Scared To Forget? Scared To Remember? You've Got - Memory Panic!

I'm terrified of forgetting things, especially after reading about early-onset Alzheimer's. But sometimes I just wish I had that memory-eraser from Men In Black, to forget bad dates and crappy movies. Will we ever have total control of our memories?

While scientists search for a real answer to that question, pop culture has already provided us with dozens of memory panic fantasies that reveal more about who we are than a million lab tests ever could. Look at Memento, a science-flavored thriller from Dark Knight director Christopher Nolan. In that movie, a man has suffered brain damage that prevents him from retaining new memories. To recall why he committed a terrible crime, he has to inscribe his memories in tattoo ink on his body. What could be scarier than having to track down a killer when you can't even remember what happened to you five minutes ago?

I'll tell you what's scarier - voluntarily giving up your memories for cash. That's the plot of classic William Gibson cyberpunk story "Johnny Mnemonic" (made into an OK movie with Keanu Reeves), and the plot of cheesefest Paycheck and shortlived TV series My Own Worst Enemy. In "Johnny Mnemonic," the titular character has nuked his own memories so that he can become a data mule who transports sensitive information using his brain as a hard drive. And in Paycheck and My Own Worst Enemy, guys who do dirty work for various "agencies" agree to have their memories manipulated for security reasons.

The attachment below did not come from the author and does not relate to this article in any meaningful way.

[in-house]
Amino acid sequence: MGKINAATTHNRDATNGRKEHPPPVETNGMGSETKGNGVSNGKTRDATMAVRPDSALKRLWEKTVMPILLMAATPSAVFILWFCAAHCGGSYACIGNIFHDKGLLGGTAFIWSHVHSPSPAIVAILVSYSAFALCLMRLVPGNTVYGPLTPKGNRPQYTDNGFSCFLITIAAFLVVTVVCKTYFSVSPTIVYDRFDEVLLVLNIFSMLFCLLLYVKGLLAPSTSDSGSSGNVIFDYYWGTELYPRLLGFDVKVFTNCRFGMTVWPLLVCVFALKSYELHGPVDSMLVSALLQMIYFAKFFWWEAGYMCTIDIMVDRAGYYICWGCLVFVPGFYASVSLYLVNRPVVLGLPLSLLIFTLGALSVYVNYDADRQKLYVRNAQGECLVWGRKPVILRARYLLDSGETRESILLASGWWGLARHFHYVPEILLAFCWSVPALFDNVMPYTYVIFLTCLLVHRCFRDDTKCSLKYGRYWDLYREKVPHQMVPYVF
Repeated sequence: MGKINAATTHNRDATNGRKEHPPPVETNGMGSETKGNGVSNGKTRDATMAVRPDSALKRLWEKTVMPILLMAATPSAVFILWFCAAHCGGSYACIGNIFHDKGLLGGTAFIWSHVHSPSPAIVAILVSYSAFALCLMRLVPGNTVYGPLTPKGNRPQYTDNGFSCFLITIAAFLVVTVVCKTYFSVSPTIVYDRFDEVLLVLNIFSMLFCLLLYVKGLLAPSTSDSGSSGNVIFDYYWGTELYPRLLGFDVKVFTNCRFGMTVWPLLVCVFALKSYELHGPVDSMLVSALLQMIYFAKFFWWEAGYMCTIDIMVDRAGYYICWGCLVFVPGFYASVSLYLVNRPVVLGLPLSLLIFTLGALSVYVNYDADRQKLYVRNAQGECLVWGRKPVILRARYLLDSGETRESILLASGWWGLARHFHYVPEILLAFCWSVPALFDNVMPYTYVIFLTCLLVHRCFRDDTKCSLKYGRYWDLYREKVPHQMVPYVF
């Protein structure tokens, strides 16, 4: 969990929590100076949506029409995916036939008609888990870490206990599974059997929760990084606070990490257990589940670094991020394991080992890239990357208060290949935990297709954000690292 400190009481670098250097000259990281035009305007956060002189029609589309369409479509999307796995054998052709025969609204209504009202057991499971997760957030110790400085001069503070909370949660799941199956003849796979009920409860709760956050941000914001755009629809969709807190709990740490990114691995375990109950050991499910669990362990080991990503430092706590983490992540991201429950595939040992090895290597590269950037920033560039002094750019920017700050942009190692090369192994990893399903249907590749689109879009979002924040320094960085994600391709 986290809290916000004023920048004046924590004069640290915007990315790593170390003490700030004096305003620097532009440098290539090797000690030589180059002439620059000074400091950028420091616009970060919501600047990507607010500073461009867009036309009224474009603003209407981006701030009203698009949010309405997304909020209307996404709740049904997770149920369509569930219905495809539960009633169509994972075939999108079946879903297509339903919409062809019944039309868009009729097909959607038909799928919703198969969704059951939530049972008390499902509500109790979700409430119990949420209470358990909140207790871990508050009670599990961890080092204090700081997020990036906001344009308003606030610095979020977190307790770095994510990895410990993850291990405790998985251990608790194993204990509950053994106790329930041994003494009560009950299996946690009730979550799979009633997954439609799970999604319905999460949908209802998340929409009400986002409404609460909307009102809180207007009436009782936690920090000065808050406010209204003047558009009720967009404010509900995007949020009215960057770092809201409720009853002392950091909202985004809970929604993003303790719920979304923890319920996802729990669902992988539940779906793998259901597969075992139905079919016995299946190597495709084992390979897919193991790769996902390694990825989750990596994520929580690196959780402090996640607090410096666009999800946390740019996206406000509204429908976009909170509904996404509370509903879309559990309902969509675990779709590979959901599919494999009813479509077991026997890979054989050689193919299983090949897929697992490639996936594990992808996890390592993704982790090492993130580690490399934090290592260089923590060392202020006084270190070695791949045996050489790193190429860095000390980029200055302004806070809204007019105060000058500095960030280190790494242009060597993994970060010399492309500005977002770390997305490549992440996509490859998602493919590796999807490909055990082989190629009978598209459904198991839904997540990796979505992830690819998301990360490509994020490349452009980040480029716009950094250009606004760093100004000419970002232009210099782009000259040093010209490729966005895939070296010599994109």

Same thing with awesomely-realized movie A Scanner Darkly, based on a Philip K. Novel. In that story, the main character winds up spying on himself, because half his brain works for the futuristic DEA and the other half is snarfing up mega-drugs.

Then there are movies like Total Recall, about a guy whose memories are implanted - did he really save Mars, or was it just an implanted memory he bought at the future version of Netflix? The skinjobs in Battlestar Galactica have implanted memories, as do the replicants in Blade Runner. Who the hell knows what the "actives" in TV series Dollhouse had - implanted memories, erased memories, enhanced memories. Whatever could be programmed into them.

People pay to have their memories erased in the brilliant flick Eternal Sunshine of the Spotless Mind - who wouldn't want to erase that bad relationship? And pretty much every alien abduction flick has some scene where a person pays to have her memories enhanced via hypnotherapy so she can recall that "lost time" when she was floating in the alien brain-needle machine.

So what does this litany of memory panic stories tell us about what could happen when the technologies are there to enhance, manipulate, and nuke our recollections? They tell us that we wish more than anything else that we could control what our brains have retained. That we could treat our brains like the perfect hard drive, erasing what we don't need and making offsite backup copies of that amazing date which started with a 1940s movie and ended with awesome sex all night. That we would never have to fear our neurons might one day be eaten away by Alzheimer's plaques.